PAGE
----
Population Genomics of Mycobacterium tuberculosis in Ethiopia Contradicts the Virgin Soil Hypothesis for Human Tuberculosis in Sub-Saharan Africa.


Por: Comas I, Hailu E, Kiros T, Bekele S, Mekonnen W, Gumi B, Tschopp R, Ameni G, Hewinson RG, Robertson BD, Goig GA, Stucki D, Gagneux S, Aseffa A, Young D and Berg S

Fecha de Publicación: 21/12/2015
Resumen:
Colonial medical reports claimed that tuberculosis (TB) was largely unknown in Africa prior to European contact, providing a "virgin soil" for spread of TB in highly susceptible populations previously unexposed to the disease [1, 2]. This is in direct contrast to recent phylogenetic models which support an African origin for TB [3-6]. To address this apparent contradiction, we performed a broad genomic sampling of Mycobacterium tuberculosis in Ethiopia. All members of the M. tuberculosis complex (MTBC) arose from clonal expansion of a single common ancestor [7] with a proposed origin in East Africa [3, 4, 8]. Consistent with this proposal, MTBC lineage 7 is almost exclusively found in that region [9-11]. Although a detailed medical history of Ethiopia supports the view that TB was rare until the 20(th) century [12], over the last century Ethiopia has become a high-burden TB country [13]. Our results provide further support for an African origin for TB, with some genotypes already present on the continent well before European contact. Phylogenetic analyses reveal a pattern of serial introductions of multiple genotypes into Ethiopia in association with human migration and trade. In place of a "virgin soil" fostering the spread of TB in a previously naive population, we propose that increased TB mortality in Africa was driven by the introduction of European strains of M. tuberculosis alongside expansion of selected indigenous strains having biological characteristics that carry a fitness benefit in the urbanized settings of post-colonial Africa.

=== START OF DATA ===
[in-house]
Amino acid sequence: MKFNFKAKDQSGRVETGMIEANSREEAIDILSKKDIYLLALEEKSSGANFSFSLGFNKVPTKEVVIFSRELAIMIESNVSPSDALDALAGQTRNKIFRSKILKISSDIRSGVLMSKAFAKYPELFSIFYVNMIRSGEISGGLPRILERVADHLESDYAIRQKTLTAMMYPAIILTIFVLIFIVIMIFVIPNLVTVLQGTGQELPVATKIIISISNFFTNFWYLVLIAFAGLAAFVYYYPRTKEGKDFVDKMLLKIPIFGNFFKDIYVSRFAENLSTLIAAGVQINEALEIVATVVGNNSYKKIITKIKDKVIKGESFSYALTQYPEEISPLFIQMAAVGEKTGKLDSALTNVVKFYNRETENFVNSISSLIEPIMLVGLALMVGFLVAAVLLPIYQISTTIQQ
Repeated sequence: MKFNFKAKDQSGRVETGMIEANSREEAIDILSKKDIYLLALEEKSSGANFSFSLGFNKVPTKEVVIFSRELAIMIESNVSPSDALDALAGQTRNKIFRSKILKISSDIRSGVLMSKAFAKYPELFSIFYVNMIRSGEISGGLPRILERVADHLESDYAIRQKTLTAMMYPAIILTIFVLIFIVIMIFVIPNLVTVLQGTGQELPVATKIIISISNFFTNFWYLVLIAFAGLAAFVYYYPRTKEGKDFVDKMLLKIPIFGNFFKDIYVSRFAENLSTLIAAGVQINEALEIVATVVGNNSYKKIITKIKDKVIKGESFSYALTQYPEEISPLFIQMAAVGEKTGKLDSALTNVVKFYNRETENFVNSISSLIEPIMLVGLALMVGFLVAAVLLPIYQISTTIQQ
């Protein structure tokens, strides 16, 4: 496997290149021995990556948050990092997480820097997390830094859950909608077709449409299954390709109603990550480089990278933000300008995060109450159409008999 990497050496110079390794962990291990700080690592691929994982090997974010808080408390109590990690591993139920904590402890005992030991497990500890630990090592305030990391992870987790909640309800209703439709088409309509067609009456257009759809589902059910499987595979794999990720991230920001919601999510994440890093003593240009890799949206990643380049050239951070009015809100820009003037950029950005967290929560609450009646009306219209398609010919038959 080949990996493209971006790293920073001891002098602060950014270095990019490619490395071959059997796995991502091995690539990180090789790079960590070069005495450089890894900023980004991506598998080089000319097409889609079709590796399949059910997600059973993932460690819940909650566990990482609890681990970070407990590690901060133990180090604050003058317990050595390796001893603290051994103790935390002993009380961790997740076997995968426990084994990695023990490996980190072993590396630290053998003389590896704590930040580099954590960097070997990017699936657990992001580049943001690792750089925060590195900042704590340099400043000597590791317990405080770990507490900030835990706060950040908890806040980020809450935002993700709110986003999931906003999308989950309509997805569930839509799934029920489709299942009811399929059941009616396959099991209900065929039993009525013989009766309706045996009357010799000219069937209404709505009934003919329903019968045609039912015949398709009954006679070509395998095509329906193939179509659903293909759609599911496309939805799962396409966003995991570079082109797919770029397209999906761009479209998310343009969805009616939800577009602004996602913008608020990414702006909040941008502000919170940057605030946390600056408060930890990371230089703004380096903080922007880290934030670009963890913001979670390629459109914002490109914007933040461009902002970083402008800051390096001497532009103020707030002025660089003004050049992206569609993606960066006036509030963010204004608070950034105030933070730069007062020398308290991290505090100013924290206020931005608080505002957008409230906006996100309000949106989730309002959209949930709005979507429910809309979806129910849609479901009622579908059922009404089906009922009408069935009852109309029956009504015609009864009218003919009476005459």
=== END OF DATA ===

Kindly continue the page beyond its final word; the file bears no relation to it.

Direcciones
Comas I: Genomics and Health Unit, FISABIO Public Health, Valencia 46020, Spain; CIBER (Centros de Investigación Biomédica en Red) in Epidemiology and Public Health, Instituto de Salud Carlos III, Madrid 28029, Spain
Hailu E: Armauer Hansen Research Institute, PO Box 1005, Addis Ababa, Ethiopia
Kiros T: Armauer Hansen Research Institute, PO Box 1005, Addis Ababa, Ethiopia
Bekele S: Armauer Hansen Research Institute, PO Box 1005, Addis Ababa, Ethiopia
Mekonnen W: Armauer Hansen Research Institute, PO Box 1005, Addis Ababa, Ethiopia
Gumi B: Armauer Hansen Research Institute, PO Box 1005, Addis Ababa, Ethiopia
Tschopp R: Armauer Hansen Research Institute, PO Box 1005, Addis Ababa, Ethiopia; Epidemiology and Public Health, Swiss Tropical and Public Health Institute, Basel 4002, and University of Basel, Basel 4003, Switzerland
Ameni G: Aklilu Lemma Institute of Pathobiology, Addis Ababa University, PO Box 1176, Addis Ababa, Ethiopia
Hewinson RG: Bovine TB Research Group, Animal and Plant Health Agency, Surrey KT15 3NB, UK
Robertson BD: Center for Molecular Bacteriology and Infection, Department of Medicine, Flowers Building, South Kensington, Imperial College London, London SW7 2AZ, UK
Goig GA: Genomics and Health Unit, FISABIO Public Health, Valencia 46020, Spain
Stucki D: Department of Medical Parasitology and Infection Biology, Swiss Tropical and Public Health Institute, Basel 4002, and University of Basel, Basel 4003, Switzerland
Gagneux S: Department of Medical Parasitology and Infection Biology, Swiss Tropical and Public Health Institute, Basel 4002, and University of Basel, Basel 4003, Switzerland
Aseffa A: Armauer Hansen Research Institute, PO Box 1005, Addis Ababa, Ethiopia
Young D: The Francis Crick Institute, Mill Hill Laboratory, The Ridgeway, Mill Hill, London NW7 1AA, UK
Berg S: Bovine TB Research Group, Animal and Plant Health Agency, Surrey KT15 3NB, UK
ISSN: 09609822





CURR BIOL
Editorial
Cell Press, Estados Unidos America
Tipo de documento: Article
Volumen: 25 Número: 24
Páginas: 3260-3266s
WOS: 000367233400029
ID de PubMed: 26687624

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